Personally, I think it’s downright rude to let your dog bark chronically, camping or otherwise. Taking the time to teach this command every time your dog barks (without a legitimate reason) from puppyhood on will save you from unnecessary noise and frustration and should result in you and your dog being welcomed back to your favorite campground again next year.

Finally, whatever you do, do not leave your dog unattended at your campsite, at least until you know how your dog will behave in your tent or camper while you’re gone, which can sometimes take years. Remember, you’re taking your dog camping with you so you can share this fun experience together, so you’re really missing the point if you are leaving your dog behind while you go hiking or on fun excursions with the rest of the family.

Be prepared to locate dog-friendly trails and identify activities that you and your dog can do together. If you’re camping in an area where dogs are restricted from many of the trails or activities (for instance, dogs are not allowed on most trails in Great Smoky Mountains National Park), perhaps consider boarding him at home, or locate a boarding facility near where you are camping, just in case you need to utilize their services.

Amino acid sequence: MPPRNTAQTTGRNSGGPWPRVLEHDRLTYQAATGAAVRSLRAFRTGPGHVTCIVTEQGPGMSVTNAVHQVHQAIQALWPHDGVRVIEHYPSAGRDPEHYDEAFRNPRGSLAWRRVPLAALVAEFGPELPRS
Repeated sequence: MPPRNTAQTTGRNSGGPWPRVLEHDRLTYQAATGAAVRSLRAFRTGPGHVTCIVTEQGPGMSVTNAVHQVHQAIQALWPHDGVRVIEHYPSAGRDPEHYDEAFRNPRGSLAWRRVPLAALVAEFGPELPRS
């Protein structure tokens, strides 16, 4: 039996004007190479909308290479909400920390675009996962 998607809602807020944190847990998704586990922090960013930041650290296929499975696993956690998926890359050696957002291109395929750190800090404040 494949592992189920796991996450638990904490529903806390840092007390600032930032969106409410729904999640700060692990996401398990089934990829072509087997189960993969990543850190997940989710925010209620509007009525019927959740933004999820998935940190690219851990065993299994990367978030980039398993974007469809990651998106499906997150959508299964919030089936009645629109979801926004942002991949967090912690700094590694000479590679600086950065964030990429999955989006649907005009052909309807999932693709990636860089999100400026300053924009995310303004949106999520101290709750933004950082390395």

Being perhaps overly prepared for all scenarios on your first few camping trips with your dog isn’t a bad thing, at least until he figures out what’s going on and you know how he will respond in situations common to camping.

If you’ve done all these things and are still uncertain if your dog is ready for camping, why not try camping at home first? Setting the tent or camper up in the yard may not seem like a big excursion to you, but it’s a great way to get your pup used to the sights, sounds and scenes of camping. And besides, you and your family just might find that some of the greatest treasures don’t lie at the end of a long and winding road, but rather right there in your own backyard.

About BooneDogs

BooneDogs is a weekly column by Melissa Bahleda, certified canine behavior counselor and founder of PARTNERS! Canines, a Boone-based nonprofit shelter dog rescue organization.

For more information or to donate to PARTNERS! Canines’ rescue efforts, visit www.partnerscanines.org. Questions for BooneDogs can be emailed to partnerscanines@yahoo.com.